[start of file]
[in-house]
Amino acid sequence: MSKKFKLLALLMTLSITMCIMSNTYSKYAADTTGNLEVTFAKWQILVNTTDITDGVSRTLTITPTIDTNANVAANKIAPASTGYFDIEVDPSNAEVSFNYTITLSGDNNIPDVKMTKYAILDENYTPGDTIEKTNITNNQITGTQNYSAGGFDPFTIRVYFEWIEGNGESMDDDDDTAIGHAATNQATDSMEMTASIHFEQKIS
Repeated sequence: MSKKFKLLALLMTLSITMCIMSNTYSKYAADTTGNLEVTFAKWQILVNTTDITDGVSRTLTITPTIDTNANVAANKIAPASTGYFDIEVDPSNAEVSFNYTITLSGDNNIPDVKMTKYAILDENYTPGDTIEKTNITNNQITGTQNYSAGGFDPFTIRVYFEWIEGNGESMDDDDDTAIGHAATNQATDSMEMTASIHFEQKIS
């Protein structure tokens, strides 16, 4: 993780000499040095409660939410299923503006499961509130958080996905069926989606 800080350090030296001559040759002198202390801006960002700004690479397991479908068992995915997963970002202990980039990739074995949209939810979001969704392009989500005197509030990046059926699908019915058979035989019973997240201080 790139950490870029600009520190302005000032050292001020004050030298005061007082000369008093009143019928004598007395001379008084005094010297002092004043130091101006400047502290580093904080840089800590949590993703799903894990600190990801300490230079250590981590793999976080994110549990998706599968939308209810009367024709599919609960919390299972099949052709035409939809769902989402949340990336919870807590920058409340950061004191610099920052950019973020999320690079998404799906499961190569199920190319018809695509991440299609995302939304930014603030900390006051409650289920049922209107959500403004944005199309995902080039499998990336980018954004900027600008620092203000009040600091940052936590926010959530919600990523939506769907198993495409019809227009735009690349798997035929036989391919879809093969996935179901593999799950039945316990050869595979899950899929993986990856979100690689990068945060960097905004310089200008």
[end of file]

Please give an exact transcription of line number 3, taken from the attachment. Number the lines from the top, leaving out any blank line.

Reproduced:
Repeated sequence: MSKKFKLLALLMTLSITMCIMSNTYSKYAADTTGNLEVTFAKWQILVNTTDITDGVSRTLTITPTIDTNANVAANKIAPASTGYFDIEVDPSNAEVSFNYTITLSGDNNIPDVKMTKYAILDENYTPGDTIEKTNITNNQITGTQNYSAGGFDPFTIRVYFEWIEGNGESMDDDDDTAIGHAATNQATDSMEMTASIHFEQKIS